So, the long-awaited rheumatologist appointment was yesterday afternoon. 5 weeks and half a dozen tearful pleas to get an earlier appointment, and guess what the verdict was?
I have been diagnosed with “a constellation of lupus-like symptoms, but definitely not outright lupus.” Um, yay? <scratches head>
I mean, don’t get me wrong, there is certainly nothing as awesome as hearing you don’t have a(nother) serious, life-impacting condition. But, I’m so tired of the immediate next question in my head being, “So, what DO I have?” Especially because, the answer is so regularly, “Well, I don’t really know.”
The next steps are to get additional blood work performed, as well as an MRI of my back. Both the rheumy and myself expect that nothing unusual will turn up on either. It’s more waiting while my insurance decides whether or not I’m permitted to actually get the MRI, but either way my followup with the rheumatologist is on May 7. Less than 2 weeks away! Assuming that nothing is uncovered on either the blood work or the MRI, the rheumatologist has given us her blessing to start trying to conceive again.
And, here’s my problem. Like, my totally mind-fucking current obsession. Have I gone off the deep end? I’m having major quality of life issues, I’ve been building up the importance of this appointment in my head for over a month now, and I’ve fretted to everyone I know about how nervous I was for the visit. Now that it’s over? All I can feel is complete elation. No, not because I don’t appear to have lupus, not because I actually liked and respected the doctor (though, that one was a shocker), and not because someone is investigating my complaints. The only chorus that is echoing through my head is, “We can try again! I can ditch the birth control! I finally get to rip into that Gonal-F in the fridge!”
As I’ve started to explain the results of the appointment to friends and family over the past 24 hours, all immediately ask variants of the questions, “What can be done?,” “What’s causing the pain?,” and “Will she be able to help you?” Honestly, I have absolutely no fucking clue. I didn’t ask. Only as I have started crafting replies to these questions have I realized how totally and completely I have lost my mind. Me, the in-your-face, self-empowerment, take-charge-of-your-health, Hashi’s princess, I’m answering these real questions with squishy “I don’t knows” and other forms of cop outs. I’ve marginalized my pain by stating that, since I’ve lived with this pain for so long now, continuing to live with it without a real cause will be no great challenge. And, it’s true, on my good days I can visualize a future where I still have this pain and not be that troubled. Half the battle with my pain is the constant wonder of what it means for the future. If I know I don’t have lupus, the pain is infinitely more bearable. Similarly, I’ve started parroting back the same unsatisfying answers to my friends and family that so many of my doctors use on me. “Autoimmune issues/inflammatory conditions/non-specific pain are hard to diagnose and treat,” I say. “You see, so much of the body is a complex network of interconnected pathways that its impossible to distinguish one syndrome/set of symptoms/AI disease from another,” I reply. “Antibody testing is notoriously inconclusive,” I explain. Unfortunately, I know enough to know that all the above are true, yet I’m dumb enough (and, apparently, beaten down enough) that I’ve given up caring about pushing any further. It’s like I’ve developed infertility Stockholm syndrome. I’ve been fighting the system – doctors, insurance providers, society – for so long, I have suddenly started to accept their orders as truth. I deserve to be treated like this, I’m infertile. I know you can’t give me answers and I’m sorry for being such a complicated case. I understand that you don’t have time for me.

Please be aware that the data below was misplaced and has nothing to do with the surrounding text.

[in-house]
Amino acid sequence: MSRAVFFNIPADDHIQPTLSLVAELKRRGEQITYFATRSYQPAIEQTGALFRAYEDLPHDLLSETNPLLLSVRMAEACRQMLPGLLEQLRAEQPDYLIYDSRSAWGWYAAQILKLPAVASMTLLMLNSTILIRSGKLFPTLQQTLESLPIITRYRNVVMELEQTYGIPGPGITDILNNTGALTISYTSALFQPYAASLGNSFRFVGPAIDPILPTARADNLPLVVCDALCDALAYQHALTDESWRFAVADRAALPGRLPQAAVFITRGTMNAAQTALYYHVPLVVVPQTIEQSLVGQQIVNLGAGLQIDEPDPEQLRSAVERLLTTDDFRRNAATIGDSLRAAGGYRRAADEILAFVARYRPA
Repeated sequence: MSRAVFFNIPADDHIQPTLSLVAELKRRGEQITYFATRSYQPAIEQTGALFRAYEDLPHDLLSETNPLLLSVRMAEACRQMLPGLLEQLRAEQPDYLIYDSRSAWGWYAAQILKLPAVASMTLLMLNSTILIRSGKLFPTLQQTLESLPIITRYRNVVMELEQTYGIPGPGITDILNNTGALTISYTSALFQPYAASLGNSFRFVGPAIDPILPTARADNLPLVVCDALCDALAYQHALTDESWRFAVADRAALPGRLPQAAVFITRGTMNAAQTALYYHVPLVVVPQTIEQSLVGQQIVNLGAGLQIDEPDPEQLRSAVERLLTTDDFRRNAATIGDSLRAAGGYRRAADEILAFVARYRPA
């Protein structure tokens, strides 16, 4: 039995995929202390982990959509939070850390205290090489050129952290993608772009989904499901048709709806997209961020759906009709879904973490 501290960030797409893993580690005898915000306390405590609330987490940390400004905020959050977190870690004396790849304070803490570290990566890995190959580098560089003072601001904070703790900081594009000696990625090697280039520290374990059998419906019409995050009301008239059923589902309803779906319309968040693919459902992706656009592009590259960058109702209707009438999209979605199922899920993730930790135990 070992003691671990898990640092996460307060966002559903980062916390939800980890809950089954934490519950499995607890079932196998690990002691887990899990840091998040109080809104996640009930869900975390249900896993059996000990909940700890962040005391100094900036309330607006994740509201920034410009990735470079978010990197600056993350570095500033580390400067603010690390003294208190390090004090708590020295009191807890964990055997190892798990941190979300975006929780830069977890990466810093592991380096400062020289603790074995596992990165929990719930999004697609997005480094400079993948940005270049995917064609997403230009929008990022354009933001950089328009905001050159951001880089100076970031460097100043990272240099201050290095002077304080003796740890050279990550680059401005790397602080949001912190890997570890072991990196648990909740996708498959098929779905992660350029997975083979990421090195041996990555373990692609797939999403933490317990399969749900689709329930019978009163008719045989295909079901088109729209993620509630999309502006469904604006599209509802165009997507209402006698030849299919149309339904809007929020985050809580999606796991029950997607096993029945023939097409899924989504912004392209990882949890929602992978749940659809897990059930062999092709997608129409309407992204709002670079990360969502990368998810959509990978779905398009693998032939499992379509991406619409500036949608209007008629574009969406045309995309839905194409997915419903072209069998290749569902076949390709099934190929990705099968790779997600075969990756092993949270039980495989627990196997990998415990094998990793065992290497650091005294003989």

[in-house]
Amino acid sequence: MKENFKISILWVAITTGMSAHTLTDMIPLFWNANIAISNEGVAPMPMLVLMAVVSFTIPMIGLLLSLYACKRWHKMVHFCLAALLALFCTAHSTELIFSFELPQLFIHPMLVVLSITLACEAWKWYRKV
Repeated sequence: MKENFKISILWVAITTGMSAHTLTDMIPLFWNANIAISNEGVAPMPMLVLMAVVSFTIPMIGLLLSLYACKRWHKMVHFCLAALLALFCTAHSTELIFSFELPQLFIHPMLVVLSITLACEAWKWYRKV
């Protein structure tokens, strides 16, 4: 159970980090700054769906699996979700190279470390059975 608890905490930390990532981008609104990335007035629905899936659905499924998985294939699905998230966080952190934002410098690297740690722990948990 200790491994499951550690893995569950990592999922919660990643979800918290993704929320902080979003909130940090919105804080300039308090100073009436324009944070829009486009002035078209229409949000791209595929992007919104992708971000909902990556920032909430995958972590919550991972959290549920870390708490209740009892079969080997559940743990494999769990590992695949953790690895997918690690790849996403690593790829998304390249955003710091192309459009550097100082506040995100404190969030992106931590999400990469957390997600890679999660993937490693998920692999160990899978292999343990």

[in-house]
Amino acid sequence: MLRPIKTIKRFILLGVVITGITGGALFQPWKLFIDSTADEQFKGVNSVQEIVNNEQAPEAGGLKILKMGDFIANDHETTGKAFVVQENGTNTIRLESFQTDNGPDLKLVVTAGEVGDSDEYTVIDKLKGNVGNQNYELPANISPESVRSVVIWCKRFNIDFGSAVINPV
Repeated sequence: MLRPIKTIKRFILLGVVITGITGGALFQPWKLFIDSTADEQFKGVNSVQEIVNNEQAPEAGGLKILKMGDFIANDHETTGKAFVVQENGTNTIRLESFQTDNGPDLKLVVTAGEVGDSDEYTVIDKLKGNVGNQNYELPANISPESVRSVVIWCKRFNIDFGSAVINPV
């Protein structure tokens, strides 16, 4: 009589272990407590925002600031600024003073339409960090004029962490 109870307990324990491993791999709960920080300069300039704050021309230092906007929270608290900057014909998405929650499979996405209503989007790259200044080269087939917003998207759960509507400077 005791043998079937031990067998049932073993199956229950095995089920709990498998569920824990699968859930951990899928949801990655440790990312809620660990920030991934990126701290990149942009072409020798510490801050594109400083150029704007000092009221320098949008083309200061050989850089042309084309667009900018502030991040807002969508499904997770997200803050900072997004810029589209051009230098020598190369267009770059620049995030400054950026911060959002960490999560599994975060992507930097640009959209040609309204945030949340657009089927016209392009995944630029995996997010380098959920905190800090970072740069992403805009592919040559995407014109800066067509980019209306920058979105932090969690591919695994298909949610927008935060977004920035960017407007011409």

But, since everyone needs something to look forward to, I’ve silently and slowly refocused my battered brain. You know the only thing I’m 100% fixated on right now? We can start trying to have a baby again in 1 month’s time.
When we started trying to conceive in 2010 I stopped caffeine, I stopped alcohol, I watched what I ate, I was a perfect little stereotype. Now, as I sit here with debilitating back pain and a whole host of unexplained medical complications, I’m all, “Knock me up doc! Let’s get this show on the road!” Time takes a terrible toll on one’s sanity. I’m a cautious person, I over-analyze all that is in front of me, and I try to find a balance between doing what’s wise and doing what’s necessary. In the last 6 months, that has ceased to be the case when it comes to my reproductive health. If someone called me today and offered me a free IVF cycle with an unlicensed doctor operating out of the back of an RV I’d probably do it if there was even the slightest chance of my becoming a mother. And, that’s terribly, terribly frightening.